"There's very interesting ways to spread that cost out over time so that we build the traction and people are offered that opportunity to self-generate energy and not have the $15,000 to $20,000 expense out of pocket," he said. "We form partnerships with utility companies and local municipalities, then build the infrastructure of offsite power generation and distribute the energy through the blockchain. Whirlpool already has the turbines on its site and there's other projects starting in the local area and we want to participate in that as well."
While Jordan is optimistic and excited about the future of his enterprise, he remains grounded and likely won't forget the people and organizations that have helped him launch his dream.
"Without Marion Technical College, The Forge, and the chamber, I wouldn't be doing any of this stuff," Jordan said.
CleanTech Open, What is it and How Can You Get
Due to the Coronavirus, many sporting events have been forced to cancel, but while the French Open has been postponed, CleanTech Open is still on.
The CleanTech Open funds startups which promote clean technology, with the aim of forging a sustainable future.
Since it began in 2005, CleanTech Open has trained 1,600+ clean technology startup entrepreneurs and created over 3,000 clean economy jobs.
There are a variety of challenges and competitions which startups can take part in to receive funding.
The organisation is the biggest accelerator programme for the industry in the world and operates on the principle of the three f’s: find, fund and foster.
Here are some clean technology examples from previous years, which CleanTech Open has been able to support:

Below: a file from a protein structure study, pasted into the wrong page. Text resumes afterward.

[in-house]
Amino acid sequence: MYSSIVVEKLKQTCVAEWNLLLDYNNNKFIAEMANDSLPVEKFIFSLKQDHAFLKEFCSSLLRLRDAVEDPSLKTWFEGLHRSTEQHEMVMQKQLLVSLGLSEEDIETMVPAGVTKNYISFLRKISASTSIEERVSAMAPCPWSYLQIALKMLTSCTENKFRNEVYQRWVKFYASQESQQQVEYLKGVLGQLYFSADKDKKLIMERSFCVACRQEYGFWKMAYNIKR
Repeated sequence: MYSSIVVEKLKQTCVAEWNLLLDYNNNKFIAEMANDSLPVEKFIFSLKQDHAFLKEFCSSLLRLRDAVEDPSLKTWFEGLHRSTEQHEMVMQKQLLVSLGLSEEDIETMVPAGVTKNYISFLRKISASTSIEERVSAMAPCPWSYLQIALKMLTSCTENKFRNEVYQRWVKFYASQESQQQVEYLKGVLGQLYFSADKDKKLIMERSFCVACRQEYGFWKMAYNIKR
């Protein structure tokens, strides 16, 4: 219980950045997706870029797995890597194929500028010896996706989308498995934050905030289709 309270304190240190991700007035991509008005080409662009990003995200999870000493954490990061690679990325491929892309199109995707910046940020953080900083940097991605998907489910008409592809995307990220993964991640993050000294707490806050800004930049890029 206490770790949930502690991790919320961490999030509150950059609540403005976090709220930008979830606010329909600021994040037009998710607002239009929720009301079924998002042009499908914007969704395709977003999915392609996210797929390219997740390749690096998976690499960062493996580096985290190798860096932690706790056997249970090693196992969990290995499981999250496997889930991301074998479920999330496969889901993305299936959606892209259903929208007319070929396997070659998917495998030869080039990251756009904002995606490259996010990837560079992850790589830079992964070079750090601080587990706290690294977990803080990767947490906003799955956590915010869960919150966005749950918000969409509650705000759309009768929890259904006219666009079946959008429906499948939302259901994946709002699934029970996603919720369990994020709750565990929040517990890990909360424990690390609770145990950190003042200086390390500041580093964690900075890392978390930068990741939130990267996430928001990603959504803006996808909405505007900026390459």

Jason Jordan was enraged when he and his fellow Ohian residents were charged an extra fee, subsidising two nuclear power plants when many were struggling to meet the bill beforehand.
Furthermore, Ohio burns coal for 59% of its electricity, a finite source which will one day run out.
Jason decided that something must be done, so he founded the Jordan Energy Alternative, which provides affordable renewable energy products – such as solar panels – for homes and small businesses.
The startup won $10,000USD for the Global Ideas Award 2019, for a design which looks like a Robovac crossed with a barnacle.
SINN Power uses wave energy technology to supply clean energy from the largest renewable source on planet earth: the sea. The invention is placed on the coast, receiving wave upon wave which is turned into energy. “We see a future where the power of nature and technology become one,” claims the startup.
Although showers save far more water than baths, unused water continues to be wasted down the drain, literally.
With bushfires increasing in intensity across the planet as greenhouse gasses make the world hotter, this precious water is needed to protect people and the planet from destruction.
The Oasense (pronounced: oh-eh-sense) shower head can sense when the bather is standing under the shower head and turns the water flow off when they move away to apply shampoo – saving water.
Do you want to get involved with CleanTech Open?
If you’d like to become a part of the CleanTech Open programme, there are many ways to do so:
However, if you would much prefer to seek investment for your startup, click here.
Our world is changing. The Coronavirus pandemic has shown the leaders of the globe how simultaneously vulnerable and resistant the current status quo is.
Many are hoping to make use of this moment – in preparing our world against climate change.
If you have a promising idea, there are investors waiting to hear from you. Get involved with CleanTech Open and get your idea off the ground.